Title: Fairy Fencer F: Refrain Chord
Developer: Compile Heart, Sting
Release Date: April 25, 2023
Reviewed On: PS5
Publisher: Idea Factory International
Genre: Tactical JRPG
Despite their niche nature, even within JRPG crowds, Compile Heart has an ill-reputation for often developing games of middling to poor quality. Yet, one series that I felt was the team at its best was Fairy Fencer. This PlayStation 3 JRPG boasted swift, addictive battles coupled with charming characters. And its follow-up, Fairy Fencer F: Dark Advent Force, capitalized on those strengths tenfold. Now, this IP has returned in Fairy Fencer F: Refrain Chord, except with a notable twist. Instead of the traditional turn-based fare we’ve all grown used to, this entry is a grid-based tactical JRPG akin to cultural mammoths like Fire Emblem.
As an already established fan, especially as one not particularly adept at this genre, the change was puzzling, and the game’s announcement made me wary. However, after experiencing Fairy Fencer F: Refrain Chord, I was left feeling unexpectedly impressed and fulfilled by this ambitious outing.
Fairy Fencer F: Refrain Chord follows protagonist Fang and his entourage of allies as they search for Furies, scattered weapons used for a war between the mighty Goddess and Vile God eons ago. Wielders of these Furies are known as Fencers, and the main cast is determined to gather as many as possible to prevent a potential revival of the Vile God, which the outwardly philanthropic Dorfa company seemingly seeks to do.
If you played either or both of the previous Fairy Fencer titles, then this premise likely sounds familiar because it’s identical. Admittedly, this choice initially turned me off since Dark Advent Force already tackled this approach, albeit to wildly different results.
Thankfully, Refrain Chord does go in inherently fresh directions in its early hours. While the majority of the cast is returning individuals from the previous entries, there are significant new characters that pave the new narrative forward; two of which are Fleur and Al.
The former is a special being known as a Muse whose songs can empower and heal herself and her allies. She stands in direct opposition to another Muse, Glace, who simultaneously works with Dorfa and serves a mysterious master of her own. As for Al, he’s a bit of an enigma. He’s Fleur’s father figure and quite a kindhearted mechanical whiz, though he occasionally appears as if he’s suppressing a semblance of crucial darkness.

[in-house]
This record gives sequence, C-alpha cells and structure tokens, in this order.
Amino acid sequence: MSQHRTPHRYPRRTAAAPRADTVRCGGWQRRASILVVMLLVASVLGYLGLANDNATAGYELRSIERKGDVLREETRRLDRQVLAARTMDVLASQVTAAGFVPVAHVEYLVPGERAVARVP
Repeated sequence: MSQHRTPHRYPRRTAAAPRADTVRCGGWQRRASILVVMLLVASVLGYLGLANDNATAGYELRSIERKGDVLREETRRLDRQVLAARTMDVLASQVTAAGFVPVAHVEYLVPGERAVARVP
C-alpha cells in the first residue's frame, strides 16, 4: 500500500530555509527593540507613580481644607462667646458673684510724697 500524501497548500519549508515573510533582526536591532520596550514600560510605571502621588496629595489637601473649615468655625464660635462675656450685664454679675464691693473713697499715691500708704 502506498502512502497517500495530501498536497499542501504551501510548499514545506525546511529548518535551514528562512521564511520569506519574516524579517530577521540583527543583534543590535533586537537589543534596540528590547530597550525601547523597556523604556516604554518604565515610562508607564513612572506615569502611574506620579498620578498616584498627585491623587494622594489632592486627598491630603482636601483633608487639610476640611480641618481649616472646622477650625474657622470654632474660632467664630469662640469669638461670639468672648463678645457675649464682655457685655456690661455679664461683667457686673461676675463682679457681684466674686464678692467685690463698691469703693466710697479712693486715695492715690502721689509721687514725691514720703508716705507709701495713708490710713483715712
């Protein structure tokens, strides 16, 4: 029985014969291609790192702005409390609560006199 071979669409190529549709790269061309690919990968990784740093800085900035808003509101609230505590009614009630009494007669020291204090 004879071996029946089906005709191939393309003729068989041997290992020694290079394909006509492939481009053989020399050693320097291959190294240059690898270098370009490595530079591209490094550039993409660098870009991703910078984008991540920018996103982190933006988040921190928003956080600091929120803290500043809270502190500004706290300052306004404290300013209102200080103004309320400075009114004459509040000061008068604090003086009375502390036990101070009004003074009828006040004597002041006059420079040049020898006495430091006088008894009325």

The plot throughout Refrain Chord is genuinely engaging, easily rivaling the best events of Dark Advent Force, though with its own distinct flair. Of course, it’s not like this is at the apex of the genre or anything, but the many motivations and rippling effects are captivating, with the central weakness being the overly gradual pacing.
But I should note that while this entry is standalone, not requiring any prior knowledge, I found the game ideal for those who are already series fans. This is because the returning characters are given incredibly brief introductions, and most of them are already together at the start.
In fact, several of the beginning hours highly benefit from you knowing who everyone is. To reiterate, you don’t have to know anything; it’s just that certain elements may not be evident to some players. The best way I can put it is that particular facets from the other Fairy Fencer F games are sidelined so new aspects can be emphasized, which, at least as a non-newcomer, delighted me.
Character relationships are a consistent highlight, with everyone’s bonds at the forefront, amplifying the stakes and critical developments. In fact, at the hub, you can sometimes view a high number of slice-of-life scenes that just show the party members talking with each other and hanging out while enduring various forms of hijinks, so you’ll most definitely find yourself invested.